Bob Benson and his wife have had the University of Calgary as their neighbour since 1988. Wil Andruschak / For CREB®Now

Post-secondary appeal

Residents of Calgary’s dynamic campus communities benefit from youthful energy and added amenities

Bob Benson fondly recalls many a Bermuda Shorts Day – the University of Calgary’s annual end-of-academic-year celebration – at the Benson home in the northwest community of Varsity.

“We’d host a Bermuda Shorts Day breakfast with ham and pancakes. Kids would congregate at our place at 8:30 a.m. or 9 a.m. and then head over to the university,” said Benson, adding he and his wife moved to Varsity in 1988 with the hope that the community’s proximity to the university would make it easier for his four children to attend. Apparently, it worked – three of Benson’s children studied there.

Varsity is one of several Calgary communities that borders a post-secondary institution. That proximity comes with all the pros, and the occasional con, of living near a large body of students.

“The university itself has been an excellent neighbour,” said Benson, adding the Varsity Community Association – of which he is president – has had nothing but positive interactions with the school. One of their most recent interactions was regarding the University District, a new housing development built on university land adjacent to the existing campus.

This year, Avenue Calgary named Varsity as the city’s “Best Neighbourhood,” an honour Benson believes is, in part, attributable to the community’s proximity to the university, as well as to other appealing amenities, such as the Foothills Hospital and Market Mall.

One obvious impact of living near a campus is that the surrounding neighbourhoods will be primary residence choices for both professors and students.

Kimberly Coutts has lived in Brentwood for nearly a decade. She says the proximity of the campus and the many students who rent in Brentwood throughout the school year “make the community more dynamic.”

“We have a good population mix in Brentwood, with older residents and young people,” she said. “It gives a nice energy to our neighbourhood.”

While Coutts, who works for the University of Calgary at its downtown campus, admits she’s had a few issues regarding noise and partying with a houseful of students a couple of doors down from her, she says she’d rather deal with the occasional problem neighbour than give up the youthful energy the students bring to the community.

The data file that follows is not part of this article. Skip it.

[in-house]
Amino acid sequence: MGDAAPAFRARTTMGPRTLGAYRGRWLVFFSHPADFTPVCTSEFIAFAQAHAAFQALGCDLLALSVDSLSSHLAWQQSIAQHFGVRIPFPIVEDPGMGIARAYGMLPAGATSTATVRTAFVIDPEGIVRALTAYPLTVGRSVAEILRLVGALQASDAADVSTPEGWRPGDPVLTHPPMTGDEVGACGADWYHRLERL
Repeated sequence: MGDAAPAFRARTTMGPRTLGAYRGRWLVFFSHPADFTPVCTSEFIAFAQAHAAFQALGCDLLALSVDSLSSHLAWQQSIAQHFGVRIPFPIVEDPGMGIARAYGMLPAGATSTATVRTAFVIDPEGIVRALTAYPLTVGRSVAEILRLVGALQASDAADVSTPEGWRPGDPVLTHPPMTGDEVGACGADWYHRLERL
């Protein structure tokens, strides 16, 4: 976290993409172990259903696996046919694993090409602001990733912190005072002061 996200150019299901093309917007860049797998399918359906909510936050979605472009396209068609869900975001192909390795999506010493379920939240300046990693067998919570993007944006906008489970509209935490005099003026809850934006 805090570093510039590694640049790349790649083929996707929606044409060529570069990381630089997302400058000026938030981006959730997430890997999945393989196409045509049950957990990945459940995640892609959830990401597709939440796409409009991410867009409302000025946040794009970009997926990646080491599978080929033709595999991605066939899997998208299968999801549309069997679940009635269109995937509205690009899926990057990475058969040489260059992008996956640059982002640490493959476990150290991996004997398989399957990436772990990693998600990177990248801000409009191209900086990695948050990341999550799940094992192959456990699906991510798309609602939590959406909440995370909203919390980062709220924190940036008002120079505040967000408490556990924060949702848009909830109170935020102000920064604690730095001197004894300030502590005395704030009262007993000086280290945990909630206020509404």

“The university itself has been an excellent neighbour.” – Bob Benson, Varsity Community Association president

“You notice the students’ presence in local businesses, too,” she said. “If you go to Safeway, for example, you’ll see lots of young people there.

“The University and the hospitals are huge draws for people to move into this community. I have lots of colleagues who live in Varsity and Brentwood.”

John Alho, the University of Calgary’s associate vice president of government and community engagement, says the university considers itself a community asset. “The university opens itself up to the community,” he said, citing public lectures, art exhibits and access to the university’s athletic facilities among the ways in which residents can interact with the institution.

Benson, for example, says he often takes in University of Calgary Dinos athletic events. Meanwhile, Coutts says she often walks around the university grounds, and she has also attended concerts at the University’s Rozsa Centre and has taken some continuing education courses on campus.

Alho says the University of Calgary often has a presence at community events, such as Stampede breakfasts, in the surrounding neighbourhoods. Students also get involved in experiential learning locally – nursing students spending time in local nursing homes, for example – and through university initiatives like Days of Service, when incoming students volunteer with local community organizations during Orientation Week. The university also meets with its surrounding neighbours in a more official capacity through its membership in the South Shaganappi Area Development Council.

Of course, the university isn’t the only post-secondary institution in town. Mount Royal University and the Southern Alberta Institute of Technology are surrounded by several campus communities of their own.

Shirley Williams has lived in the southwest community of Rutland Park for thirty years. She says the impact of nearby Mount Royal University has mainly been felt on neighbourhood streets.

“It seriously affects parking within residential communities,” she said. “One block gets parking restrictions, then the next block is affected and it has to get restrictions, and it just keeps moving, block by block. I don’t know what the limit is for students, how far they’ll walk.”

Parking issues and occasional noise complaints aside, the economic impact of post-secondary institutions on the businesses in surrounding neighbourhoods is undeniable. The University of Calgary, for example, brings together some 30,000 students, faculty and staff.

“Many of them come from somewhere else,” said Alho. “They have to eat, live and work somewhere.”

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